For the nation’s metropolitan areas, the economic recovery is projected to slow down this year.
Last year, metros saw 2.5 percent growth, as measured by total real gross metropolitan product. This year, that will likely be something closer to 1.6 percent, IHS Global Insight projects in a report prepared for the U.S. Conference of Mayors and the Council on Metro Economies and the New American City. Economies in 290 metros expanded last year, compared with 265 the year before. But, this year, that number is projected to be 244 (out of a total 363).
“Energy will continue to fuel economic gains, and the metros of Texas will again top the list of fastest growers; this year they will be joined by Fargo and Bismarck, ND both of which are benefiting from booming growth around the Bakken Shale play,” the report’s authors write. Some of the other fastest growers made the list because they fell so far during the recession thanks to the housing bubble.
While many metros will see economic growth, it will be slow-going for much of that group. Some 93 metro areas will see growth of less than 1 percent. And almost exactly one-third—119—will see no or negative growth.
“The impact of sequestration, the federal shutdown, and tepid economic growth in Europe has hindered the U.S. economy this year,” the report’s authors write. “[E]mployment will grow only 1.5%, real gross product will expand by 1.7% and real income will rise by 1.4% – with metropolitan areas again providing the vast majority of that growth.”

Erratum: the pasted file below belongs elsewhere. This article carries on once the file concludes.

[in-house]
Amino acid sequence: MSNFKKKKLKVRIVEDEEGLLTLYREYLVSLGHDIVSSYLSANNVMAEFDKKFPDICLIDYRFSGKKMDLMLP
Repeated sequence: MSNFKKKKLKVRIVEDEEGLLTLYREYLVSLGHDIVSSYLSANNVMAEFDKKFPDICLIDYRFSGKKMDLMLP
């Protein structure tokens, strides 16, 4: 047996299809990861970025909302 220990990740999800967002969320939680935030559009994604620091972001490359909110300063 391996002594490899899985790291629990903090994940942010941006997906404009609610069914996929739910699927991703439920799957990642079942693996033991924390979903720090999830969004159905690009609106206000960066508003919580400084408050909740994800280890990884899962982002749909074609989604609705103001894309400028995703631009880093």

Metropolitan areas offer a key insight into the performance of the economy as a whole. Last year, they were home to 92 percent of new jobs and 89 percent of economic growth, according to the report. This year, they are projected to be responsible for 86 percent of new jobs and 90 percent of economic gains—as measured by real gross domestic product growth.
Metro economies are expected to enjoy a broader rebound in 2014, but only if the automatic federal spending cuts under sequestration and the threat of further federal government shutdowns are removed.
“The US economy cannot afford to be stifled or endangered by avoidable, self-manufactured crises similar to that to which it was exposed to in October,” the report concludes.
Take a look at some of the best- and worst-performing metro regions in the map below. (The best are represented by black markers with factory icons; the worst are represented by red icons with white flags.)